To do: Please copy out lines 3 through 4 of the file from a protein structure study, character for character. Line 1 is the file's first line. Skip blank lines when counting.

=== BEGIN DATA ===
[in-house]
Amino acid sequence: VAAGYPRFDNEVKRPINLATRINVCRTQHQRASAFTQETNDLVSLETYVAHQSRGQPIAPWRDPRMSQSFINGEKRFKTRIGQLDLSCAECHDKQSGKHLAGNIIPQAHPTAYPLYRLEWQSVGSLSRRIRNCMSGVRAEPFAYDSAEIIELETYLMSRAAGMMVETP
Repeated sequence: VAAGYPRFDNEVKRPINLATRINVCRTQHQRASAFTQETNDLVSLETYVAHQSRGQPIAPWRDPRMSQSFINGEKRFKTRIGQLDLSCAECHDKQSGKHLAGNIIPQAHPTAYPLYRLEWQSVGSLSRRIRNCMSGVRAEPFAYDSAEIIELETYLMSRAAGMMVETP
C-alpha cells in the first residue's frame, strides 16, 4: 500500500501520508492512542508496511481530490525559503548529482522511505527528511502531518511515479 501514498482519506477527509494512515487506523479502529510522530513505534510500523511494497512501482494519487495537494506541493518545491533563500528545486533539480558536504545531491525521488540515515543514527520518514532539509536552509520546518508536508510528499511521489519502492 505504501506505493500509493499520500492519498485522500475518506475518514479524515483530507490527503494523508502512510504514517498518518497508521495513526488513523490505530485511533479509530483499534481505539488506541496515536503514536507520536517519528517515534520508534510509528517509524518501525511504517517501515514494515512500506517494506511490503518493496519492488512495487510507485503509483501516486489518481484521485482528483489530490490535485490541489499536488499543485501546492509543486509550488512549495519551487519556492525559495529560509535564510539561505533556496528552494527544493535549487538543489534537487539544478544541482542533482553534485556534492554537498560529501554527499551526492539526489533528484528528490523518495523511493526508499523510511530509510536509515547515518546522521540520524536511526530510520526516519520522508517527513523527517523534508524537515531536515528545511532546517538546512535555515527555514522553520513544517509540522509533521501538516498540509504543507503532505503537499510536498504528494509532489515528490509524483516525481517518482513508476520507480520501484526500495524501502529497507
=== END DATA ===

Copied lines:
Repeated sequence: VAAGYPRFDNEVKRPINLATRINVCRTQHQRASAFTQETNDLVSLETYVAHQSRGQPIAPWRDPRMSQSFINGEKRFKTRIGQLDLSCAECHDKQSGKHLAGNIIPQAHPTAYPLYRLEWQSVGSLSRRIRNCMSGVRAEPFAYDSAEIIELETYLMSRAAGMMVETP
C-alpha cells in the first residue's frame, strides 16, 4: 500500500501520508492512542508496511481530490525559503548529482522511505527528511502531518511515479 501514498482519506477527509494512515487506523479502529510522530513505534510500523511494497512501482494519487495537494506541493518545491533563500528545486533539480558536504545531491525521488540515515543514527520518514532539509536552509520546518508536508510528499511521489519502492 505504501506505493500509493499520500492519498485522500475518506475518514479524515483530507490527503494523508502512510504514517498518518497508521495513526488513523490505530485511533479509530483499534481505539488506541496515536503514536507520536517519528517515534520508534510509528517509524518501525511504517517501515514494515512500506517494506511490503518493496519492488512495487510507485503509483501516486489518481484521485482528483489530490490535485490541489499536488499543485501546492509543486509550488512549495519551487519556492525559495529560509535564510539561505533556496528552494527544493535549487538543489534537487539544478544541482542533482553534485556534492554537498560529501554527499551526492539526489533528484528528490523518495523511493526508499523510511530509510536509515547515518546522521540520524536511526530510520526516519520522508517527513523527517523534508524537515531536515528545511532546517538546512535555515527555514522553520513544517509540522509533521501538516498540509504543507503532505503537499510536498504528494509532489515528490509524483516525481517518482513508476520507480520501484526500495524501502529497507